HP, Quantum represent latest tape technology
Latest generations of LTO and SDLT prove speedy and capaciousFollow @infoworld
Seeing is believing, and nothing beats seeing with my own eyes how, for example, LTO3’s data-rate matching feature automatically speeds up or slows down the tape to adjust to the computer’s data flow. This approach ensures never having to stop a backup to reposition the tape. Indeed, as I looked through the cover, I saw that the tape was constantly winding or rewinding with a fluid motion, which is one of the reasons for its exceptional performance.
Like any other tape, an LTO3 tape cannot crunch data faster than the server delivers it. To provide proper transfer rate for the 960, HP also sent a ProLiant DL380 server with dual Ultra 320 SCSI controllers running Windows Server 2003. Attached to those controllers were four disk arrays, each hosting four LUNs (logical unit numbers) spread across seven drives. That configuration allowed me to run backups and restores over a maximum of 16 concurrent data streams, which created a data flow consistent with the capability of the tape.
To take advantage of those multiple streams, the server had installed on it HP OpenView Storage Data Protector, an application capable of running multiple concurrent backups to the same tape. For consistency, I used the same test bed for the Certance and Quantum devices.
That layout may seem like (and probably is) overkill for desktop tapes, but it’s important to understand that to really benefit from the additional speed these units provide, it may be necessary to pull data faster from your actual servers and storage devices.
The reward for putting together this test bed was immediately apparent. As I backed up 21GB of highly compressed data from a single LUN, I measured a transfer rate of just 68MBps.
Although this is the best speed the Quantum SDLT600 achieves, the HP tape does better. When I ran a concurrent backup of similarly compressible data from four volumes, the transfer rate jumped to almost 90MBps. Putting together streams from eight volumes pushed the transfer rate to 125MBps, whereas my best effort with a concurrent backup from 16 LUNs clocked in at more than 130MBps.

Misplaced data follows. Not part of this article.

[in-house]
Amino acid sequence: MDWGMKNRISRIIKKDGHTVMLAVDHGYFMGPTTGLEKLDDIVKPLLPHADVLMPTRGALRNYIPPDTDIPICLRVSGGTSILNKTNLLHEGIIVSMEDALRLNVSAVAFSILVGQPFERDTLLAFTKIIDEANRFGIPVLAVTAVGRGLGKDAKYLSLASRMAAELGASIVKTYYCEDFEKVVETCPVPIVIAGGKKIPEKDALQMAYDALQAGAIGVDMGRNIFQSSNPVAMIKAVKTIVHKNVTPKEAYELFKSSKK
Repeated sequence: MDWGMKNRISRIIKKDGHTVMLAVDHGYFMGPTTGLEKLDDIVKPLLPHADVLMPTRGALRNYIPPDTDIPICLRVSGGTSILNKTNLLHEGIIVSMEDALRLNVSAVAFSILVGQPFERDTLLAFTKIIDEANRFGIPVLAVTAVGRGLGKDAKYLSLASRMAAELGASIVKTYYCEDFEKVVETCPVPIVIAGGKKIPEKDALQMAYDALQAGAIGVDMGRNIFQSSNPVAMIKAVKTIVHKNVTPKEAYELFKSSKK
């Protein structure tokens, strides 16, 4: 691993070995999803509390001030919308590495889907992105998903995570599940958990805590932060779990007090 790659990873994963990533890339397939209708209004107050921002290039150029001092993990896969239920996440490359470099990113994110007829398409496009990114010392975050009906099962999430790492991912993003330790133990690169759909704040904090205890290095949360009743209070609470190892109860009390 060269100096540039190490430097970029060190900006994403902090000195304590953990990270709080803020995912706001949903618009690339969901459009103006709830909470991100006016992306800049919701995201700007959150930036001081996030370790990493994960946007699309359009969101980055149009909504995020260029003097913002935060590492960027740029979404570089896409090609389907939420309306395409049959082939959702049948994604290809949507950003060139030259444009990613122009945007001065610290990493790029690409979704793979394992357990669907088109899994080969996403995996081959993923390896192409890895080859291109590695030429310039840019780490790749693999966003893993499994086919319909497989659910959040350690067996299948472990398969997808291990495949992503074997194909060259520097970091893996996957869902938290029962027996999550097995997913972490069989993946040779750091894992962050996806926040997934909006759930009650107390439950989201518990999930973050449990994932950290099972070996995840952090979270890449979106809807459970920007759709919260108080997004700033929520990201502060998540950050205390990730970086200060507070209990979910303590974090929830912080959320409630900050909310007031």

Consolidating data flows from multiple streams gets the best performance out of the LTO3, although your data might not compress as well as did my test files. Nevertheless, even at lower compression rates, the speed gap between the LTO3 and other tapes warrants a serious reassessment of your backup infrastructure. After all, it’s the fastest tape money can buy, and your business may need the reduced backup windows from using the HP Ultrium 960.
Certance CL 800
Last fall, prior to being purchased by Quantum, Certance was the first vendor to put an LTO3 drive on the market, and the company was equally quick to offer a bundle that includes a copy of the NetVault backup application by Bakbone, plus the convenient protection of a three-year warranty.
The desktop model of the CL 800 is a fraction of an inch wider and taller than the Quantum unit, but it’s slightly less deep. The front of the drive has a cartridge opening and a set of four LEDs to monitor power, activity, errors, and overall status of the drive.
Pushing a single button conveniently located on the right of the feeding slot will automatically load or unload the cartridge. By contrast, on the SDLT600 you have to manually push the cartridge inside the unit, although you use a button to eject it. As expected, all the other controls and connectors are located in the back of the unit.